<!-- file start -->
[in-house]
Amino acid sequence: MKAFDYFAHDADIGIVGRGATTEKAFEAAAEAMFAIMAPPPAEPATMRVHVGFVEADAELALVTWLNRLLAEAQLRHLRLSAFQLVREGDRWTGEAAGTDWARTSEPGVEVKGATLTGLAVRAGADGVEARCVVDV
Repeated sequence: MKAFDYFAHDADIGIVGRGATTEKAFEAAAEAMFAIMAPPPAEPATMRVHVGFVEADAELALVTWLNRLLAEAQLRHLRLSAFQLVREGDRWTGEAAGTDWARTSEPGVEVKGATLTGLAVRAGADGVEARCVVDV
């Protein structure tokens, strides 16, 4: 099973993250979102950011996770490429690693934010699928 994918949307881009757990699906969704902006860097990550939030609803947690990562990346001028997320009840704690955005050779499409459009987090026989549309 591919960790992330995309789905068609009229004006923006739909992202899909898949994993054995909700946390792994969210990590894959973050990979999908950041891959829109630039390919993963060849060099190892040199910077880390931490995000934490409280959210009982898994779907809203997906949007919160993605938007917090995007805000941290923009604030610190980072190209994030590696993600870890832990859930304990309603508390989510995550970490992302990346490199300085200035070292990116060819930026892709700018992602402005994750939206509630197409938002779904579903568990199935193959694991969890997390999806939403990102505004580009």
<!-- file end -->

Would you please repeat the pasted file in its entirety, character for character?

[in-house]
Amino acid sequence: MKAFDYFAHDADIGIVGRGATTEKAFEAAAEAMFAIMAPPPAEPATMRVHVGFVEADAELALVTWLNRLLAEAQLRHLRLSAFQLVREGDRWTGEAAGTDWARTSEPGVEVKGATLTGLAVRAGADGVEARCVVDV
Repeated sequence: MKAFDYFAHDADIGIVGRGATTEKAFEAAAEAMFAIMAPPPAEPATMRVHVGFVEADAELALVTWLNRLLAEAQLRHLRLSAFQLVREGDRWTGEAAGTDWARTSEPGVEVKGATLTGLAVRAGADGVEARCVVDV
């Protein structure tokens, strides 16, 4: 099973993250979102950011996770490429690693934010699928 994918949307881009757990699906969704902006860097990550939030609803947690990562990346001028997320009840704690955005050779499409459009987090026989549309 591919960790992330995309789905068609009229004006923006739909992202899909898949994993054995909700946390792994969210990590894959973050990979999908950041891959829109630039390919993963060849060099190892040199910077880390931490995000934490409280959210009982898994779907809203997906949007919160993605938007917090995007805000941290923009604030610190980072190209994030590696993600870890832990859930304990309603508390989510995550970490992302990346490199300085200035070292990116060819930026892709700018992602402005994750939206509630197409938002779904579903568990199935193959694991969890997390999806939403990102505004580009």